Columbia Police seeks approval to create more civilian positions

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COLUMBIA - The city council is expected to approve the department's request to add more civilian positions to the forensics team Monday.  Public Information Specialist Bryanna Larimer said civilian employees help the department handle non-emergency police duties. That way sworn officers can focus on responding to emergency calls.

"Right now we are understaffed when it comes to our sworn officers," Larimer said. "So our department really looks at efficiency, and tries to determine where can we make some transitions, or make some moves. In this case, there's certain positions that civilian employees can manage, where we then can pull the sworn officers back to the streets."

Larimer is a civilian employee herself.

"I was actually the first civilian employee to come into the public relations unit back in October of last year," Larimer said. "This is a position that was actually created for a civilian employee."

The most common civilian workers are the community service agents (CSA's). They wear light blue uniforms instead of black, and they handle daily operations such as parking violations, traffic accidents or work around the police station.

CSA Jake Waldrup said people should appreciate the civilian employee program because it allows sworn officers to be more available to respond to emergency situations.

"If regular patrol officers had to respond to every single vehicle collision, every single parking violation, and everything else, that would draw out the response time significantly," Waldrup said.

Larimer said, in addition to freeing up more patrol officers to respond to calls, there is a financial benefit from hiring civilian employees.

"There's definitely a decrease in expenses when it comes to hiring a civilian employee over a swore officer in that position."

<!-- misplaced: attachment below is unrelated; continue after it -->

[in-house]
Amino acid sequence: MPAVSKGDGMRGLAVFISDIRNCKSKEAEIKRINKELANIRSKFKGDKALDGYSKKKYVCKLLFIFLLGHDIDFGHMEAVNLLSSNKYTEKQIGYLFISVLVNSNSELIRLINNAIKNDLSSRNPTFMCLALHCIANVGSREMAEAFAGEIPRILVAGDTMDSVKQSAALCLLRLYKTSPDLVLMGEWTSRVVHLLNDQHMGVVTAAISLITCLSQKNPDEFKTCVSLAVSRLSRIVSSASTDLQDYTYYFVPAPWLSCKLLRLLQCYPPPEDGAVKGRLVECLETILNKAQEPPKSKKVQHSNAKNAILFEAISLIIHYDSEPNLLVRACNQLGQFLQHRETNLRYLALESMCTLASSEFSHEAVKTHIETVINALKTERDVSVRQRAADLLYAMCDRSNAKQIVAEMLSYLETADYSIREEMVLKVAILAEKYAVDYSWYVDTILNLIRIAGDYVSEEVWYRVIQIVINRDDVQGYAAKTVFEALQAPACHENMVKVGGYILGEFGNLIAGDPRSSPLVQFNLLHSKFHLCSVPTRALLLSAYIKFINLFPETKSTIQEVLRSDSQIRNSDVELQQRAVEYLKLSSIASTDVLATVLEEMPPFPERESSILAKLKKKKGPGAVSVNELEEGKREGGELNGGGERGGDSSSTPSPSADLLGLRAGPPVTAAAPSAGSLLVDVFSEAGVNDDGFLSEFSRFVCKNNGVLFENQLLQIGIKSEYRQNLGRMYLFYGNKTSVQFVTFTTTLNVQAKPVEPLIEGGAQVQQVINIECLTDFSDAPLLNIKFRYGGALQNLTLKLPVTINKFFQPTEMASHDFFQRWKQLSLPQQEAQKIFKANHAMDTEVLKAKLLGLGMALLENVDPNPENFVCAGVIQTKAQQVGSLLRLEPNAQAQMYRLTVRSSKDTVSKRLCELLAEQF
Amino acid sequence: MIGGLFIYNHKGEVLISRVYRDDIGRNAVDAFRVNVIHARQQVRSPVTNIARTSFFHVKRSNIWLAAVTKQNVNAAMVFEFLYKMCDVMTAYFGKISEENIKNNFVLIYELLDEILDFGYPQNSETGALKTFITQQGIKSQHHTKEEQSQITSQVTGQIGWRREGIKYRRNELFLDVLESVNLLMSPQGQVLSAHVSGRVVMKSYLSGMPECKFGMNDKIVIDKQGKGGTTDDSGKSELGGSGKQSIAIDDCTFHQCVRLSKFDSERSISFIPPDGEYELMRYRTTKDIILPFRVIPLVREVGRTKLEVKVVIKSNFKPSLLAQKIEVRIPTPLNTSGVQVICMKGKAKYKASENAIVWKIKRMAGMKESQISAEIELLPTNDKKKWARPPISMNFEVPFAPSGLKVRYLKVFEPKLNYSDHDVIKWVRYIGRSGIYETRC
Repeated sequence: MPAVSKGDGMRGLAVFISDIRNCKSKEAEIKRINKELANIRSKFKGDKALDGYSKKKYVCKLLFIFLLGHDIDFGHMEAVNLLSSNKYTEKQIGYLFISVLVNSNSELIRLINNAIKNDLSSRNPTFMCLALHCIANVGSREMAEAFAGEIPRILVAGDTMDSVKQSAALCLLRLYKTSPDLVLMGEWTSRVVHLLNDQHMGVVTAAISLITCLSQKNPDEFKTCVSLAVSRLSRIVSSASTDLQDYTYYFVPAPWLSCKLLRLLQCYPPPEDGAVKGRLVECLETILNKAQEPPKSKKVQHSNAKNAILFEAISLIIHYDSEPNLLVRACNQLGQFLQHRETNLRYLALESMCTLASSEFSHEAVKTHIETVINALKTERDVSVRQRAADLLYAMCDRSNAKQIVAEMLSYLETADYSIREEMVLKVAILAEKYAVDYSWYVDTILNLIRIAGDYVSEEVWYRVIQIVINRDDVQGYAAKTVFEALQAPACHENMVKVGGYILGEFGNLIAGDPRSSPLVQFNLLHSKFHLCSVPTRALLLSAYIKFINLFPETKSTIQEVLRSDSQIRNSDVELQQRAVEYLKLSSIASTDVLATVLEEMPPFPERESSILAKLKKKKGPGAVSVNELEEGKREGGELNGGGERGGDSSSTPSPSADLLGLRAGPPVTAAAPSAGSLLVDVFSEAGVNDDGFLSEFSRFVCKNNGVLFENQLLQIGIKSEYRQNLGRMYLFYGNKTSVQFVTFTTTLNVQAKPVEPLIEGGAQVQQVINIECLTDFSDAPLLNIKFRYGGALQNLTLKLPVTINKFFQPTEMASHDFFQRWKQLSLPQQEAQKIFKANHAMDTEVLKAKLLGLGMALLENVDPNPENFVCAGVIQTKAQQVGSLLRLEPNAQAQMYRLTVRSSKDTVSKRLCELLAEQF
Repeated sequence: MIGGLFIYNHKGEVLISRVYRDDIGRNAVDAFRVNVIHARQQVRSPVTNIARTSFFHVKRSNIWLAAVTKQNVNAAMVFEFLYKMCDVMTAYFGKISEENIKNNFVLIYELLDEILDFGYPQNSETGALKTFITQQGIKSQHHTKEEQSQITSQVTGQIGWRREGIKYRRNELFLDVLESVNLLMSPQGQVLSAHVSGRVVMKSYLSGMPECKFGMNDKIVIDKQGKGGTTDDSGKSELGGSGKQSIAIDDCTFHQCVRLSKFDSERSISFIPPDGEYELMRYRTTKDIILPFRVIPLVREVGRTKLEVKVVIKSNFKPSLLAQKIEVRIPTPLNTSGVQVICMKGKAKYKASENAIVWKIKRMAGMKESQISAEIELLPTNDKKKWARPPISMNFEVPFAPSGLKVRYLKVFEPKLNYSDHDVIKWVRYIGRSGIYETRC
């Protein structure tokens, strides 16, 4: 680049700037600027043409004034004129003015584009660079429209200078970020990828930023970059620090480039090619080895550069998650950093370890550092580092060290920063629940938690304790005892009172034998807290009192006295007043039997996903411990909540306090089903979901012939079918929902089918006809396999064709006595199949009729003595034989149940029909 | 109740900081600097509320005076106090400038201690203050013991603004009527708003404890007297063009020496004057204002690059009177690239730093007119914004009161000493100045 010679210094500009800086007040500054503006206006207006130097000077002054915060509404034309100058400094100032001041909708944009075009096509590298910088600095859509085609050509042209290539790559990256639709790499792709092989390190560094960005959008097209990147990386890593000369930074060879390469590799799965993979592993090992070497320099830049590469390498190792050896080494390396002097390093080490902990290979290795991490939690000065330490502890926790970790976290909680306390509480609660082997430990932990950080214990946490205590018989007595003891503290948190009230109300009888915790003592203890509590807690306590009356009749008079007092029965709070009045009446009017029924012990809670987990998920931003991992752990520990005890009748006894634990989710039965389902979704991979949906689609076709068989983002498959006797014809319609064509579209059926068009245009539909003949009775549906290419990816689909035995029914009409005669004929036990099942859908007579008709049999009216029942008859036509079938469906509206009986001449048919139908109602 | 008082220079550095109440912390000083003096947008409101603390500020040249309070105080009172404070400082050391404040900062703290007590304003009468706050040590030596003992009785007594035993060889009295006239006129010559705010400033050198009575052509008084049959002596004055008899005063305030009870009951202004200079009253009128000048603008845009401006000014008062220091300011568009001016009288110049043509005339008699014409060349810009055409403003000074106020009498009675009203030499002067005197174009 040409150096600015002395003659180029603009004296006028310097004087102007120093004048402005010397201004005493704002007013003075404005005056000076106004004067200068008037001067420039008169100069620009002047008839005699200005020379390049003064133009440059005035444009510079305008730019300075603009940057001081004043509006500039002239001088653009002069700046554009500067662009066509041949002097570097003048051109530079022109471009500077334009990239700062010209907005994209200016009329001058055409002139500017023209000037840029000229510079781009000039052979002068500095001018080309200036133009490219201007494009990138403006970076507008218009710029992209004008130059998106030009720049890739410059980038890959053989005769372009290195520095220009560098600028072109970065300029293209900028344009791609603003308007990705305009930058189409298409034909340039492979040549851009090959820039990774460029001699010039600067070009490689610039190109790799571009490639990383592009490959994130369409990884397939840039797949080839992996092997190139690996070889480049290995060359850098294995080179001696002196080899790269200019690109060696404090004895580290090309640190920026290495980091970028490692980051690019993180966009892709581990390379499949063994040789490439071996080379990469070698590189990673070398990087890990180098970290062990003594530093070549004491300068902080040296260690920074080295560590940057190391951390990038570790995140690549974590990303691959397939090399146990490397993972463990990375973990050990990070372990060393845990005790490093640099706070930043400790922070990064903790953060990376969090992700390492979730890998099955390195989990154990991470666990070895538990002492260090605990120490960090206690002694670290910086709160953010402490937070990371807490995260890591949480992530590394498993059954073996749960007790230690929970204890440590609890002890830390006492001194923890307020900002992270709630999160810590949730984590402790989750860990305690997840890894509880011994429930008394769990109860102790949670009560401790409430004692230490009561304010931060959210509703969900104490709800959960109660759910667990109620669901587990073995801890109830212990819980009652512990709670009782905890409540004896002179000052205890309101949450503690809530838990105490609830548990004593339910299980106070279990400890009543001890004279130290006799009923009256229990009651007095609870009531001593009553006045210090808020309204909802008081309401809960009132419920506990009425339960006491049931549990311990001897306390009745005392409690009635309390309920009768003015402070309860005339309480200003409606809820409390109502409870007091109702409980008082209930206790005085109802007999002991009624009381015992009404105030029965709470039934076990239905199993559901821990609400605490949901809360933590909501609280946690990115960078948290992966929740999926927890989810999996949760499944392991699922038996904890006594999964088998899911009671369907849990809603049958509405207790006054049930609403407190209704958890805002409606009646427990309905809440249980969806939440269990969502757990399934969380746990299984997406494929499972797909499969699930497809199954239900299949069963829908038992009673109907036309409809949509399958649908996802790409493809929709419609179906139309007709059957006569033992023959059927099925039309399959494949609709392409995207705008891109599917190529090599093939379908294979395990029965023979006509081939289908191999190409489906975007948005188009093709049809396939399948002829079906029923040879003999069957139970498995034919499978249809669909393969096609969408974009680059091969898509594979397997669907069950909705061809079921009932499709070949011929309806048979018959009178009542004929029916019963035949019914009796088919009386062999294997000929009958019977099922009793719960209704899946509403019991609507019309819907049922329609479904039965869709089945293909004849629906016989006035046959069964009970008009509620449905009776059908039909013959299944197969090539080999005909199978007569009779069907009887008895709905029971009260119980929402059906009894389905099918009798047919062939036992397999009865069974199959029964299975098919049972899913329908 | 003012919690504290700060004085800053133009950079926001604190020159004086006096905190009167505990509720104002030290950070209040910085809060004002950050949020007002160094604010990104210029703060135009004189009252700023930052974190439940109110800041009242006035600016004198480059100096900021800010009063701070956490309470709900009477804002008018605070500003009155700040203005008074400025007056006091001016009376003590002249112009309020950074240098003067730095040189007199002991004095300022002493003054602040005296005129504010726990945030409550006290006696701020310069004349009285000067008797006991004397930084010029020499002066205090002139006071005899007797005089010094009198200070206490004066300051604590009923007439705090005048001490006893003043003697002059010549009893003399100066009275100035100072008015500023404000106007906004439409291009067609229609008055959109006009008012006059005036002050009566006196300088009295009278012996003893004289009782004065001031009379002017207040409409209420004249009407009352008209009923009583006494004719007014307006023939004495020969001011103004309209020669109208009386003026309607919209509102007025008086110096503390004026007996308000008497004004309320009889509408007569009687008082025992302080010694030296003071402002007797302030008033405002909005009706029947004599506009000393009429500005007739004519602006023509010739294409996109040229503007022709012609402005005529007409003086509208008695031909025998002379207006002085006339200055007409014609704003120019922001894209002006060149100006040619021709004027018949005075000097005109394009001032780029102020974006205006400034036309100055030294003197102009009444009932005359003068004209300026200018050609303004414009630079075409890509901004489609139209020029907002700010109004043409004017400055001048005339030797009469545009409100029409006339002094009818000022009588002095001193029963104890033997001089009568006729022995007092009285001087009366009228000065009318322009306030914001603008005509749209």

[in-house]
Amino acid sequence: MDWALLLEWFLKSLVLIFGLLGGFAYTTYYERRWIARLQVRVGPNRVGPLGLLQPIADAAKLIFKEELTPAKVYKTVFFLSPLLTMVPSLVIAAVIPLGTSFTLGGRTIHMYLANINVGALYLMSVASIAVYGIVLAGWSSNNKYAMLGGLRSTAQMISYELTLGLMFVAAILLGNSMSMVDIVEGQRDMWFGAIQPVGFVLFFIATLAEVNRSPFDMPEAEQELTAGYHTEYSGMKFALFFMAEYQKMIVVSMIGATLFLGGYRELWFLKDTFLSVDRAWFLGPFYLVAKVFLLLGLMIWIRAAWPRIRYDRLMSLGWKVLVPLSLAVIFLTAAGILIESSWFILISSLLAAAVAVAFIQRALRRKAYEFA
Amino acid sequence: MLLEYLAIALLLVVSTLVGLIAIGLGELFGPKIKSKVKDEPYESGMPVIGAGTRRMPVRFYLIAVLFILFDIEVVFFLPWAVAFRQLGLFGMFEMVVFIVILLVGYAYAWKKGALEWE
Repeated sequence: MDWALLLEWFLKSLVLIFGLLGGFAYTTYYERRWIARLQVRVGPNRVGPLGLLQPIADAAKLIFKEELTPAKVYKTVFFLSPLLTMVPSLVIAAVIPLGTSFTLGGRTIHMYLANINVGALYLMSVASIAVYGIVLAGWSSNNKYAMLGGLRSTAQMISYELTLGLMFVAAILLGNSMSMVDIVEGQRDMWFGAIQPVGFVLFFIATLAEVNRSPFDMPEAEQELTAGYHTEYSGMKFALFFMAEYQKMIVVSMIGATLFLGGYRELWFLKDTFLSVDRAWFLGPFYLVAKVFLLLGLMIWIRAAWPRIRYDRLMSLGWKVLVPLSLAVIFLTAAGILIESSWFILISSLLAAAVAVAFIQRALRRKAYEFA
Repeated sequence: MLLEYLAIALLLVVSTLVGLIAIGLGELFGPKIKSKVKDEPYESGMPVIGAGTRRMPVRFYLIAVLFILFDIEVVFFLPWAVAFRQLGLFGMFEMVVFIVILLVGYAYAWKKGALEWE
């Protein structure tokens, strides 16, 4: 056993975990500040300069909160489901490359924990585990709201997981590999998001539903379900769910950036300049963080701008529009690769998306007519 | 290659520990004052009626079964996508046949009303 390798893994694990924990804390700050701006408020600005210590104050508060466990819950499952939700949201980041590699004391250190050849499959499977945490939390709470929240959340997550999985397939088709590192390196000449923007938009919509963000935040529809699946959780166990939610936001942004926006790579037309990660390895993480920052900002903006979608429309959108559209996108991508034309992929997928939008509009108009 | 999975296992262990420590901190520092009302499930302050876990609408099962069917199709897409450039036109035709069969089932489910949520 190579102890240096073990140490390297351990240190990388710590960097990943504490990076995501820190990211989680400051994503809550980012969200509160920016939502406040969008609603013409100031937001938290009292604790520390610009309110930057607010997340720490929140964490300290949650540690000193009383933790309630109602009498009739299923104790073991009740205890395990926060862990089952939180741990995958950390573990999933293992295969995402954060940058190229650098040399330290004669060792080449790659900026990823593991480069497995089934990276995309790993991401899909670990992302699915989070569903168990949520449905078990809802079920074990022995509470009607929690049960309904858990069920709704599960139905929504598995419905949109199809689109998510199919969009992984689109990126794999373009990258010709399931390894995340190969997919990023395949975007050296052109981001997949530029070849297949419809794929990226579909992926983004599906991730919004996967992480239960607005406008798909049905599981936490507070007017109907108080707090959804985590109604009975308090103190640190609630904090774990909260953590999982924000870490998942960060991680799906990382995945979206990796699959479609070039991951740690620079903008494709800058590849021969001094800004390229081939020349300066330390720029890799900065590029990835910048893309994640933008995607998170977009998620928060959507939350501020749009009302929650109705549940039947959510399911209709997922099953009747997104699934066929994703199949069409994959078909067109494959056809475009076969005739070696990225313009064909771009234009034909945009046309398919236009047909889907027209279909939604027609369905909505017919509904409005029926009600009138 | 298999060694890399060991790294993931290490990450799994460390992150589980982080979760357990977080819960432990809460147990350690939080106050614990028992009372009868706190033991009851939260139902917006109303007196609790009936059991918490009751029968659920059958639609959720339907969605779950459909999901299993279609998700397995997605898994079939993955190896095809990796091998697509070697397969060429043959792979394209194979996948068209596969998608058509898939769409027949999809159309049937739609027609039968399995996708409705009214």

Jacob Waldrup said CSA's often get mixed responses when they arrive at a scene.

"People tend to get that instinctive realization that we're not full officers," Waldrup said. "A lot of people treat us a little more positively because of that. I think on the other end of the spectrum there's gonna be some people that don't respect you at all because they don't think you have any kind of authority."

Waldrup said, regardless of people's attitude, he has to do his job.

"It's one of those things where, you just have to be as professional as possible," Waldrup said. "Typically, I think the people that give us grief for what we do, are gonna be the same people to give a full officer grief for what they do. They just tend to angle it differently at us."

Waldrup said civilian employees are supposed to serve as ambassadors between officers and the community.

"There's very few contacts law enforcement has with the general public, that are a positive contact," Waldrup said. "Especially in our job. People that are coming here are upset over something, or if we're responding to something when we're on the road like a vehicle collision. Nobody's ever happy to get into a vehicle collision."

Waldrup said CSA's must balance their obligation to do their duty to the police department, but also communicate their interest and concern for the community.

"It's a personal goal, and I think a department goal as well to try and turn those interactions around as best we can, and leave everybody feeling positive toward the end of the interaction as opposed to the negative feeling when they make the initial contact," Waldrup said.

Waldrup said, after he finishes school, he plans to become a full officer in the Columbia Police Department. He said his two years as a CSA have allowed him to make valuable relationships with people in the community.

"It helps you get prepared to become an officer, because you have a lot of the similar kinds of contacts with the general public," Waldrup said.

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